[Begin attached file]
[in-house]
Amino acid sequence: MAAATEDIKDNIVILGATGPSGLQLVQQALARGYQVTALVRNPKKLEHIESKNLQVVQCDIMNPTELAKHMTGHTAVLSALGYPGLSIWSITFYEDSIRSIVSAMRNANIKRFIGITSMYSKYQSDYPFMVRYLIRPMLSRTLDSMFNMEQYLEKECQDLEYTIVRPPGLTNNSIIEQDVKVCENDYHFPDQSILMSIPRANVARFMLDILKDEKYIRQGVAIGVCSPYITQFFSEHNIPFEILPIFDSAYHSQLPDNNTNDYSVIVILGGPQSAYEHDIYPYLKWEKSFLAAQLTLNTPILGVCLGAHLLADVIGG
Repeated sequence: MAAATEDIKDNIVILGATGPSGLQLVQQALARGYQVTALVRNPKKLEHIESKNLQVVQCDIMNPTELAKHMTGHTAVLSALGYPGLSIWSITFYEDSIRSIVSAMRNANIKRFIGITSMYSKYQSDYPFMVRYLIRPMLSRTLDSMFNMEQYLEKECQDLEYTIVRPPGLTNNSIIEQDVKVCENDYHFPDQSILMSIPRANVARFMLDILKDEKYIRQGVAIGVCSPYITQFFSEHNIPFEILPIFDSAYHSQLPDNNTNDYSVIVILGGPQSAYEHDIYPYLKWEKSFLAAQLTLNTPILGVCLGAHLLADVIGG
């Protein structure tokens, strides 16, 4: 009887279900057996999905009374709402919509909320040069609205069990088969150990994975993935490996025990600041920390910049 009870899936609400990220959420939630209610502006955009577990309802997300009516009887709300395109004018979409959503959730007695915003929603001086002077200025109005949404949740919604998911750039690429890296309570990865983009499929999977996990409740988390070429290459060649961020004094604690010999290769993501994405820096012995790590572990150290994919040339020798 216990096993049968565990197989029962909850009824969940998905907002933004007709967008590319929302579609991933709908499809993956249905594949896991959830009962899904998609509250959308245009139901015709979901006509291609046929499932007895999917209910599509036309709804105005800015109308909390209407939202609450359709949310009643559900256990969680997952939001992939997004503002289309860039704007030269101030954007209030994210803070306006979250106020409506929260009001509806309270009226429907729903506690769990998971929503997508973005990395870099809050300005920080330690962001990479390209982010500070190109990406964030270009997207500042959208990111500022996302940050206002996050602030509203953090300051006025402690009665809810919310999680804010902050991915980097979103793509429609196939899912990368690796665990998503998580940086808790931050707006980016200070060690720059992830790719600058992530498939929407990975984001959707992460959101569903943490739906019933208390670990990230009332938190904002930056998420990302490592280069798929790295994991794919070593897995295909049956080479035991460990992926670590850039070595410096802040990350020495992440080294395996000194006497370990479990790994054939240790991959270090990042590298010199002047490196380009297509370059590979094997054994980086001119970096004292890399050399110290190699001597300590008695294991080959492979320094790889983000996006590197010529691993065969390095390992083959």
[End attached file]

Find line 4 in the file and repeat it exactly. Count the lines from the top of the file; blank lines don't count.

């Protein structure tokens, strides 16, 4: 009887279900057996999905009374709402919509909320040069609205069990088969150990994975993935490996025990600041920390910049 009870899936609400990220959420939630209610502006955009577990309802997300009516009887709300395109004018979409959503959730007695915003929603001086002077200025109005949404949740919604998911750039690429890296309570990865983009499929999977996990409740988390070429290459060649961020004094604690010999290769993501994405820096012995790590572990150290994919040339020798 216990096993049968565990197989029962909850009824969940998905907002933004007709967008590319929302579609991933709908499809993956249905594949896991959830009962899904998609509250959308245009139901015709979901006509291609046929499932007895999917209910599509036309709804105005800015109308909390209407939202609450359709949310009643559900256990969680997952939001992939997004503002289309860039704007030269101030954007209030994210803070306006979250106020409506929260009001509806309270009226429907729903506690769990998971929503997508973005990395870099809050300005920080330690962001990479390209982010500070190109990406964030270009997207500042959208990111500022996302940050206002996050602030509203953090300051006025402690009665809810919310999680804010902050991915980097979103793509429609196939899912990368690796665990998503998580940086808790931050707006980016200070060690720059992830790719600058992530498939929407990975984001959707992460959101569903943490739906019933208390670990990230009332938190904002930056998420990302490592280069798929790295994991794919070593897995295909049956080479035991460990992926670590850039070595410096802040990350020495992440080294395996000194006497370990479990790994054939240790991959270090990042590298010199002047490196380009297509370059590979094997054994980086001119970096004292890399050399110290190699001597300590008695294991080959492979320094790889983000996006590197010529691993065969390095390992083959």